By Natalie Merante | firstname.lastname@example.org
I was raised in a house where no matter who the adult was, no matter what you thought of them, they were still your superior and were to be respected. To some members of my swim team, the fact that I blindly did whatever my coach asked me to do was seen as a form of brown-nosing and I was doomed the moment he made me a captain.
My junior year of high school was my second year on the school’s swim team. We had a new coach and every swimmer hated him, myself included. He weighed about 300 pounds, drove an old military jeep with a “Don’t Tread on Me” sticker on the back and had a deep southern drawl that still haunts my nightmares.
One night, after returning from the regional swim meet at the University of Florida, I was sitting in my friend’s parents’ car who had chaperoned the trip, waiting for my sister to pick me up, who was late, as usual. I was with my best friend and the chaperone’s daughter when my coach walked up to the car and asked if I was ticklish. I replied a very cold, tired “no.” He ignored my “no” and grabbed me around my waist in an attempt to “tickle” me.
As I squirmed to get away from him, I looked at the people in the car with me. The chaperone’s daughter sat with her hand over her mouth, and my best friend was in total shock. It wasn’t until she told him to stop that he took his hands off of me. My weak requests had all been ignored. As if on queue my sister pulled up and I sprinted to her car.
That was the night I became the world’s doormat.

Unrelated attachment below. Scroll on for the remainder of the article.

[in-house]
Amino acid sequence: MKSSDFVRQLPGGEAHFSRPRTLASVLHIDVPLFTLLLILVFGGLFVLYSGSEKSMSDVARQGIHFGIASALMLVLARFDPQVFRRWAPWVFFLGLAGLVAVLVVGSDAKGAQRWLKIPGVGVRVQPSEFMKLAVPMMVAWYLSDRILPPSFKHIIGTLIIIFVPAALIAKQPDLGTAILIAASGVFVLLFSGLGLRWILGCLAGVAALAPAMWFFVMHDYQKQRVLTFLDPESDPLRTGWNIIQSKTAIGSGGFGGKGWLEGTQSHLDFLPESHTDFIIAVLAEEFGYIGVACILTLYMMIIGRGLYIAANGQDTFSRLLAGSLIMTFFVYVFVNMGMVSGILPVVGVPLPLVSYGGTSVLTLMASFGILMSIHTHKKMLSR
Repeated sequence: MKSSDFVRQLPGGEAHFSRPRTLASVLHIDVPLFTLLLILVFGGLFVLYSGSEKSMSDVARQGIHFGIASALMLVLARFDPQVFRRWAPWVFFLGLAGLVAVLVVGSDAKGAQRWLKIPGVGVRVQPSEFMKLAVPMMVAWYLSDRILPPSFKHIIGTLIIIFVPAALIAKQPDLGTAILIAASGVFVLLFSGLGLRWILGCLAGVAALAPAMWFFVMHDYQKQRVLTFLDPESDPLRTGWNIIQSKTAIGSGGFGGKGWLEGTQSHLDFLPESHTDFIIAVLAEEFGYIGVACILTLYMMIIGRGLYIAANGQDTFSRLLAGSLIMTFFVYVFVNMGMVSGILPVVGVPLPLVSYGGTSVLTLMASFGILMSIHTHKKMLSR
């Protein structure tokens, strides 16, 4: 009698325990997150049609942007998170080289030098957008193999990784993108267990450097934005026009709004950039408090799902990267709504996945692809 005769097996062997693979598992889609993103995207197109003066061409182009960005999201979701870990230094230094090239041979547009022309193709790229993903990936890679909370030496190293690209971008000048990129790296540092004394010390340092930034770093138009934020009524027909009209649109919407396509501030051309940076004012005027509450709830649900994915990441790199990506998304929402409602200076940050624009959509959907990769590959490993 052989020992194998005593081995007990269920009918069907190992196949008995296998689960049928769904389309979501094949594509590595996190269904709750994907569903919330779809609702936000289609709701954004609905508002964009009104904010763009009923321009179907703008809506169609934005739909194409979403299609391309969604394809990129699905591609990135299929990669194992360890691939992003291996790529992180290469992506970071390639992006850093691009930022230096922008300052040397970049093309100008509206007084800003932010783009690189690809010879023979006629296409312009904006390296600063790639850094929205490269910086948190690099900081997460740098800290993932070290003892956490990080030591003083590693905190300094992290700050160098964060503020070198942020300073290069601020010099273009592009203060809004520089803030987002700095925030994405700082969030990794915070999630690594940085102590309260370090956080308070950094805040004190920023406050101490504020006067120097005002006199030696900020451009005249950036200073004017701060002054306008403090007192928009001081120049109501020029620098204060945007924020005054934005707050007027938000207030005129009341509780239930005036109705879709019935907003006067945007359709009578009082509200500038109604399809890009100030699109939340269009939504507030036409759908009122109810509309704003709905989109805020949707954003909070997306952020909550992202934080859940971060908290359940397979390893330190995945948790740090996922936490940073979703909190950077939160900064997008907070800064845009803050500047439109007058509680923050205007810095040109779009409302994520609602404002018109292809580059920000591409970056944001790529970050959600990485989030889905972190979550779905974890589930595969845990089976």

Since that point, I have struggled with standing up for myself. I will run from any problem or spread myself way too thin, simply because I can’t tell people ‘no.’ I can’t tell people when I’m upset with them, either. It is something that people hate about me and also something I hate about myself. I’ve let myself get used for everything from sex to a personal self-esteem boost by people that I trusted.
I’ve let myself be brought to a level of self-hatred that I can only hope I never am brought to again – all because I couldn’t stand up to my swim coach, or the people that bullied me after what happened in that truck that night.
I’ve never considered myself a victim of bullying. I always thought bullying only happened like it did on television, to a kid who is different from everybody else, but recently I’ve pulled something from the back of my mind that I cannot see as anything other than bullying.
I told my sister what had happened on the way home, but she assumed I was overtired and being dramatic. I went to school the next day, and after school told my parents what had happened.
My coach was fired, but, even after he was gone, others would not let me forget about what happened. Every guy on the swim team would imitate his voice when I walked into a room.
“Naaaatay. You ticklish?” They followed me into every classroom I walked in, down every hall. I couldn’t escape it because it was everywhere. They were everywhere. It seemed like nobody took it seriously or stopped to consider that they were hurting me.